(Jerusalem Post) Ervin Birnbaum - After the German Anschluss (annexation) of Austria on March 15, 1938, the march of German troops to Vienna was hailed by the delirious Austrians as a victory march, showering the German troops with flowers, embraces and kisses, while the bells of the Viennese St. Stephen Cathedral pealed hymns of victory. The next day, the New York Times reported that the Viennese Jewish Quarter, Leopoldstadt, was invaded by triumphant crowds who chased the Jews out of their homes, forcing them on their knees to scrub the sidewalks clean with their toothbrushes. The proceedings were supervised by stormtroopers wearing swastika armbands. 200,000 Austrian Jews were caught in the jaws of the Jew-hating monsters. Reports said suicides by desperate Jews increased to 200 daily. Jewish physicians and other professionals were taken from their jobs to concentration camps. On March 22, President Roosevelt invited 33 states to work out a plan of aiding the political refugees of Germany and Austria at the Evian Conference, convened in France in July 1938. Two weeks before the conference, the London Times reported: "Men and women, young and old, are taken each day and each night from their homes or in the streets and carried off, the more fortunate to Austrian prisons, and the rest to Dachau." From the outset, the president made it clear that the conference would not result in "an increase or revision of U.S. immigration quotas," which stood at an annual figure of 27,370 for Germany and Austria combined. 3,000 Jews waited daily at the American Consulate in Vienna, in vain; more than 10,000 requests lay on the desk of the Australian Consul, unanswered. The U.S. even refused to allow unused quotas from other countries to be made available for refugees. At the Evian Conference, only the Dominican Republic expressed willingness to take in a few thousand Jews. The conference was not only a total failure, it was a disaster - by pointing out to the Nazis that they were eliminating a segment of humanity that nobody wanted. The writer is a retired professor of international relations at City University in New York.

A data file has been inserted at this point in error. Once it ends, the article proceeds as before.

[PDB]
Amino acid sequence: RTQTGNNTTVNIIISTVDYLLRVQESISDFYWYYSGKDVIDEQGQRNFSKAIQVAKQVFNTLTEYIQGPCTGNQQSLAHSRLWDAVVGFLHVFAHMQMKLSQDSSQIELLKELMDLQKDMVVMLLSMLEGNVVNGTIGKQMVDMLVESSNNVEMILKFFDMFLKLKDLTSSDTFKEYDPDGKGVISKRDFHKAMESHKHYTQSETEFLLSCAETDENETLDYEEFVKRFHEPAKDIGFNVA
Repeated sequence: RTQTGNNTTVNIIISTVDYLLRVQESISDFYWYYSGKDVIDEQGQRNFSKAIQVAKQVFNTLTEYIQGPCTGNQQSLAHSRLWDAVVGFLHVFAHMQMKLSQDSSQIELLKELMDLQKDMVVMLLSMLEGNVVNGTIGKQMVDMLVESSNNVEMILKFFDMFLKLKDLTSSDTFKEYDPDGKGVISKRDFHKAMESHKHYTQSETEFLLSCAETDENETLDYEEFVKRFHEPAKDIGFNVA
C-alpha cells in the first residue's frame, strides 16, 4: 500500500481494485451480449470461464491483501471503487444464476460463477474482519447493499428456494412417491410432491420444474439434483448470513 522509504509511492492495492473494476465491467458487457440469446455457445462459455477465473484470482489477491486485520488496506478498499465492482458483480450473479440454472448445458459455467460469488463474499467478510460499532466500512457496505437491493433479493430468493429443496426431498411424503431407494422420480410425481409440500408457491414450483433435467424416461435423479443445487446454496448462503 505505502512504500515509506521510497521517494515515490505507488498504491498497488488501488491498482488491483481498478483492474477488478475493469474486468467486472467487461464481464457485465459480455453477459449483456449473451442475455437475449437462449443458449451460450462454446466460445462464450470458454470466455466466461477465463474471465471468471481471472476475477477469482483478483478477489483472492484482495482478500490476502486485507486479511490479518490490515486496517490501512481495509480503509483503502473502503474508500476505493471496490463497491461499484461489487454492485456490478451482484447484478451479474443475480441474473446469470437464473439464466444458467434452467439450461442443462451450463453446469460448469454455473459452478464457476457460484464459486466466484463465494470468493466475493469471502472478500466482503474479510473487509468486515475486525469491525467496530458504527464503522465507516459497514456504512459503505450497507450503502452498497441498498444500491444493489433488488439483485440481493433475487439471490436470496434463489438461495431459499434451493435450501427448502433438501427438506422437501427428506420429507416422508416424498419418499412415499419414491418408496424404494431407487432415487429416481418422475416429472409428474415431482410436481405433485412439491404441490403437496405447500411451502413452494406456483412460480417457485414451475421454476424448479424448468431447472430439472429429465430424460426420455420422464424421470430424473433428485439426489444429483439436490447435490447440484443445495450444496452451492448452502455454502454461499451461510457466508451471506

Round trip to the Dominican Republic from from LAX for $403 on Copa      Cache   Translate Page   Web Page Cache   

Fare: $403 round trip, including all taxes and fees, from LAX to Punta Cana, Dominican Republic, on Copa Airlines.

Restrictions: The fare is subject to availability. It is for travel Oct. 1-30. You must book by Aug. 31.